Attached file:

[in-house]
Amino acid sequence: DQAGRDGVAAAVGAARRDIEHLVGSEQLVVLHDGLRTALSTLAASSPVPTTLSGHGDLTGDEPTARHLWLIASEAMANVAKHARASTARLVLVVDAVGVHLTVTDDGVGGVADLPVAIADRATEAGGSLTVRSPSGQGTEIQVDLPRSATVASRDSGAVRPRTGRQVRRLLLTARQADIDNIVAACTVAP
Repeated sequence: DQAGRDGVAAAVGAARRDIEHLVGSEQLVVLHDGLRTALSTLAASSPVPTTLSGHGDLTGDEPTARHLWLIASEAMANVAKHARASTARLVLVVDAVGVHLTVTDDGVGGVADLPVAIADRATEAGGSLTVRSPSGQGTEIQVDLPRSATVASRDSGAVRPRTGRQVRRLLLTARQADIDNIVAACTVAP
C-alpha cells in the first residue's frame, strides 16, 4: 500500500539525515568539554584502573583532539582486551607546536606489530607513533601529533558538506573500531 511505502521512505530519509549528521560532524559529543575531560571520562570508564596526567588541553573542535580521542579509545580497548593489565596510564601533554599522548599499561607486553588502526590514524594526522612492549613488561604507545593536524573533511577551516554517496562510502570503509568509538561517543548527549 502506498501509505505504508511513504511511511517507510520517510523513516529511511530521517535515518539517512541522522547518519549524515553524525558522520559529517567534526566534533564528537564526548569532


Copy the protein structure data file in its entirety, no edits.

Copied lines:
[in-house]
Amino acid sequence: DQAGRDGVAAAVGAARRDIEHLVGSEQLVVLHDGLRTALSTLAASSPVPTTLSGHGDLTGDEPTARHLWLIASEAMANVAKHARASTARLVLVVDAVGVHLTVTDDGVGGVADLPVAIADRATEAGGSLTVRSPSGQGTEIQVDLPRSATVASRDSGAVRPRTGRQVRRLLLTARQADIDNIVAACTVAP
Repeated sequence: DQAGRDGVAAAVGAARRDIEHLVGSEQLVVLHDGLRTALSTLAASSPVPTTLSGHGDLTGDEPTARHLWLIASEAMANVAKHARASTARLVLVVDAVGVHLTVTDDGVGGVADLPVAIADRATEAGGSLTVRSPSGQGTEIQVDLPRSATVASRDSGAVRPRTGRQVRRLLLTARQADIDNIVAACTVAP
C-alpha cells in the first residue's frame, strides 16, 4: 500500500539525515568539554584502573583532539582486551607546536606489530607513533601529533558538506573500531 511505502521512505530519509549528521560532524559529543575531560571520562570508564596526567588541553573542535580521542579509545580497548593489565596510564601533554599522548599499561607486553588502526590514524594526522612492549613488561604507545593536524573533511577551516554517496562510502570503509568509538561517543548527549 502506498501509505505504508511513504511511511517507510520517510523513516529511511530521517535515518539517512541522522547518519549524515553524525558522520559529517567534526566534533564528537564526548569532